Parliament sans Parliamentarians

N S Venkataraman

Going by the comments from the people in twitter and face book, it is evident that they, by and large, approve the decision of the Lok Sabha speaker to suspend 25 MPs for indisciplined behaviour in parliament. Many people seem to think that such a move is long overdue and some stringent steps should be taken to make the parliamentarians behave. The suggestion that no work no pay policy should be applicable to MPs appear to be receiving popular support. The fact that the political leadership of various political parties are ignoring such under-current of thought in the country, only reflects on the prevalent low standard of the leadership of various political parties.

The argument of the opposition parties that they are justified in obstructing the functions of parliament since the Bharatiya Janata Party (BJP) adopted the same methods earlier, only shows that the standards set for themselves by the politicians are no better than that of the street urchins. When BJP obstructed the parliament session earlier, this was criticised by the Congress-led UPA government and BJP really lost face with the people. Even today, the image of BJP suffers due to such behaviour in the previous parliament. However, can this bad example set by BJP earlier be a justifiable reason for the Congress MPs disrupting parliament now?

It is now reported that due to disruption of parliament, more than Rs 100 crore of tax payers' money have been wasted. Many people have now even started thinking that the country can now do as well without these disrupting and indisciplined parliamentarians, who seem to have no reputation to lose. The sad fact is that the image of India as a parliamentary democracy is now being tarnished around the world, as disruptions of parliament are widely reported and watched. In such circumstances, any thought amongst observers as to whether India is paying too big a price for its present democratic set up cannot be faulted.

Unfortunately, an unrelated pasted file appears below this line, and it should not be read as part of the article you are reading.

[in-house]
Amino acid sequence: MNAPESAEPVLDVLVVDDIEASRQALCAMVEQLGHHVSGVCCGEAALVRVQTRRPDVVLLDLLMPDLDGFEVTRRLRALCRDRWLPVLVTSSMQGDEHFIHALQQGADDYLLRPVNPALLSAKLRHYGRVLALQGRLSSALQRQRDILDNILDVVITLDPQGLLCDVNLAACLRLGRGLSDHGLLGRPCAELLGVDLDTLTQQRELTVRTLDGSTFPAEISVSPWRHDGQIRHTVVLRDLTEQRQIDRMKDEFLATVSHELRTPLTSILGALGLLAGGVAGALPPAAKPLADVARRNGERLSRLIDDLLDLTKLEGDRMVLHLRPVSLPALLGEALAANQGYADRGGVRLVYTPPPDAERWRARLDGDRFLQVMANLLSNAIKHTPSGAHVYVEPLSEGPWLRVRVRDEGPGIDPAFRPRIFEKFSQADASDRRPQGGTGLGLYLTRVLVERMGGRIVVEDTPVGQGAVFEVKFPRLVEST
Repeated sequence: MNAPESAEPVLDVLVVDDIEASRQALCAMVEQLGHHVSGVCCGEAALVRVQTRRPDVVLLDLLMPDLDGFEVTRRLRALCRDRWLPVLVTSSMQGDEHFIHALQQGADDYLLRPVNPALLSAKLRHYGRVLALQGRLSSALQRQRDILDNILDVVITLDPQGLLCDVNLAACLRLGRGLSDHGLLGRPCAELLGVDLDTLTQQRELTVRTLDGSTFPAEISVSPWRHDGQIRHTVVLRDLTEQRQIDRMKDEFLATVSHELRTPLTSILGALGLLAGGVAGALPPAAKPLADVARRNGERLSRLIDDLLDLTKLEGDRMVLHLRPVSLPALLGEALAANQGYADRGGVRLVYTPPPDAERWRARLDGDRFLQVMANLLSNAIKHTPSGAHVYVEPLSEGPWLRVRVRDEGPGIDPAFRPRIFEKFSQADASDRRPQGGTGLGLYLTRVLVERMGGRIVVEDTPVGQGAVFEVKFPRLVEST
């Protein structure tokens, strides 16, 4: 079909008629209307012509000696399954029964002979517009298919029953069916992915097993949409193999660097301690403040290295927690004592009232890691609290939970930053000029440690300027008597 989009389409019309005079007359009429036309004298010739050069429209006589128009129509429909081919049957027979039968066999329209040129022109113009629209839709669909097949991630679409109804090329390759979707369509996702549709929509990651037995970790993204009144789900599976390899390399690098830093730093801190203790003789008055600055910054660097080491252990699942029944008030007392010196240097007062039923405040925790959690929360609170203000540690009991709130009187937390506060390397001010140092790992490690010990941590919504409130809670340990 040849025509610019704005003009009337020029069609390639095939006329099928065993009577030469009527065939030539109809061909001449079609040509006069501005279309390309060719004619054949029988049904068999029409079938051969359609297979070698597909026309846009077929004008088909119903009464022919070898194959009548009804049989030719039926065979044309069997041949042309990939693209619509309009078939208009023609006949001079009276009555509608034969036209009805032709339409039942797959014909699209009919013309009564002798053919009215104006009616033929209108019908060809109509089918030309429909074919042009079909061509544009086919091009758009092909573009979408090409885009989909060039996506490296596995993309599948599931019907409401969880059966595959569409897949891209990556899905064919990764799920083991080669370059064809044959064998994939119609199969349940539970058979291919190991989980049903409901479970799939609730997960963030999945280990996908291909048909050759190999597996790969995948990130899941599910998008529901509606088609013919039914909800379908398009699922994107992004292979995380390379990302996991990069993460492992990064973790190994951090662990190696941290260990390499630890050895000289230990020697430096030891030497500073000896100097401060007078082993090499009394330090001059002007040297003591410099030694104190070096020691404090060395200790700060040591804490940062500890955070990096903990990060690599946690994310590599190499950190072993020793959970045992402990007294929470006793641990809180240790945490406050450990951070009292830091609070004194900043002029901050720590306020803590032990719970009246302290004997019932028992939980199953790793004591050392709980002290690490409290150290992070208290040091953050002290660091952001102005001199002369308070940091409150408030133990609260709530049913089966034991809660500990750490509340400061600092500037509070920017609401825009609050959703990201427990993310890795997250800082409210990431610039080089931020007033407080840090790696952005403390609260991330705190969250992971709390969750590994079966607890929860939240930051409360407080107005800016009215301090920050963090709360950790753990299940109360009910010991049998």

What is strange and unacceptable is that even the former Prime Minister Dr Manmohan Singh, who is known as an erudite scholar and a cultured politician, is not protesting against the tactics and approach of the leadership of his own party. On the other hand, Dr Singh himself was seen with a black band participating in the protest outside the parliament, instead of sitting inside parliament and taking part in debates and discussions. Even the pledged admirers of Dr Singh appear to be disappointed.

Under no circumstances, disruption of proceedings of the parliament by parliamentarians belonging to any party can be justified. The very concept of parliamentary democracy is that the differences would be discussed and debated and if the differences persist, the decision would be taken on the basis of voting. The opposition parties should have the maturity and responsible attitude to obey the decision taken in the parliament after voting by members, even if it would not be to their liking. If they want to protest and campaign against such decisions, they can certainly do around the country and not by way of disrupting the proceedings of parliament. This is how a matured democracy must function. If the members, by adopting disruptive behaviour, would not allow healthy conditions to prevail, then they should be deemed to be of low and unacceptable standards.

Some people are debating as to whether matter of utmost priority facing the country today is to protect the interest of the nation from the control of indisciplined parliamentarians. This is a grim scenario that may have disturbing consequences for the larger national political stability, if allowed to persist. Do the present day parliamentarians have the wisdom and political will to understand this?

Vol. 48, No. 9, Sep 6 - 12, 2015